Yesterday night I was trying to study for my final Hebrew exam after a month long intensive summer course. I totally felt thirteen again, unwilling and unmotivated, easily distracted and doing anything but trying hard.
Granted, there were some real distractions. It started with the all too familiar sound of helicopters. During the day, this is something I am getting used to. At night, it usually means trouble.Sirens followed, and then numerous loud bangs and shots. It lasted several hours. Nothing new? Well, it felt like a whole new thing maybe just because I was doing something different: studying.
And to top it off, I started to hear drums and chanting.
I can hear you: drums and chanting in her head. You think I am going crazy. While going crazy is a not entirely remote possibility, there really were drums and chanting. I promise. The crazy part? I thought the noise was coming closer. I started to think angry crowds of people were approaching, fed up with the war, fed up with their lives.
Thank goodness I was wrong. It was just another group of neighbors getting ready for the weekend, albeit a bit early. When I decided to put my books away after midnight, they were still having fun. Loud fun.
This morning, only two people out of a class of fifteen showed up for the exam. The rest had gotten stuck not so far from their house at the other side of town. Checkpoints and barriers had made their walk to school impossible. Half the city had been shut down because of last night’s riots.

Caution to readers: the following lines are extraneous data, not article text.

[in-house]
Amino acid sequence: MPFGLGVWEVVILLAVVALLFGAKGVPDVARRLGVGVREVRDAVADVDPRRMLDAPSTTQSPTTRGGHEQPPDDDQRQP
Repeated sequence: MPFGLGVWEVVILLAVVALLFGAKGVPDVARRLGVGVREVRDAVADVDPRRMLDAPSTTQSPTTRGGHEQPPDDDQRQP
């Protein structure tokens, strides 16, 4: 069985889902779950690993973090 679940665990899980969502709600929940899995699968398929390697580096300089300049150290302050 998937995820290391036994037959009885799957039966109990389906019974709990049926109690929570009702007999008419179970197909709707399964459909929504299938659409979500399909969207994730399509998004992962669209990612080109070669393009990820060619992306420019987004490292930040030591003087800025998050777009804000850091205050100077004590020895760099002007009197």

My children cheered.
With most of my class not present, there was enough reason for their happiness. The kids had been invited to the end of course-party. Students had prepared a play and some songs. The best part for the kids was that there would be snacks afterwards.
Mommy! My oldest daughter exclaimed. Now that there are not so many people, can we have a second round of bomb-bombs? Because, you know, in France people eat bon-bons, but here people eat Bomb-Bombs…
Back home, candy was on my red list of rarely handed out items. Here, sugar is one of the common pleasures in a child’s life. And like alcohol numbs the nerves for the adults, candy does the trick for the kids. So while I was setting up a whatsapp group with newly found drinking buddies, the kids stuffed their cheeks with sweets.
When we walked home after the party, we ran into the most progressive neighbor in the entire neighborhood. Since the last time I saw her she had aged beyond her years. Every wrinkle in her face carved in it by sorrow and pain. She holds out her hand and opens it. In it, four marbles nestle themselves comfortably in her soft skin.
“These I took home. I found them at the end of our street. Among the many stones and bricks still lying there”. She leaves it at that. But I understand what she is saying. The look on her face is so deeply sad, I want to hug her fragile body. She is referring to the riots last night. Coming ever so close to where we live. Riots with the Israeli’s shooting and the Palestinians throwing stones. And now, with marbles. Quite a hefty thing to run into when shot at you with a catapult, I assume.
A woman my age feeling like a teenager, anxiety over the sound of drums, children renaming candy and an innocent toy turned into a dangerous weapon. If it weren’t here, it might feel like a theme park.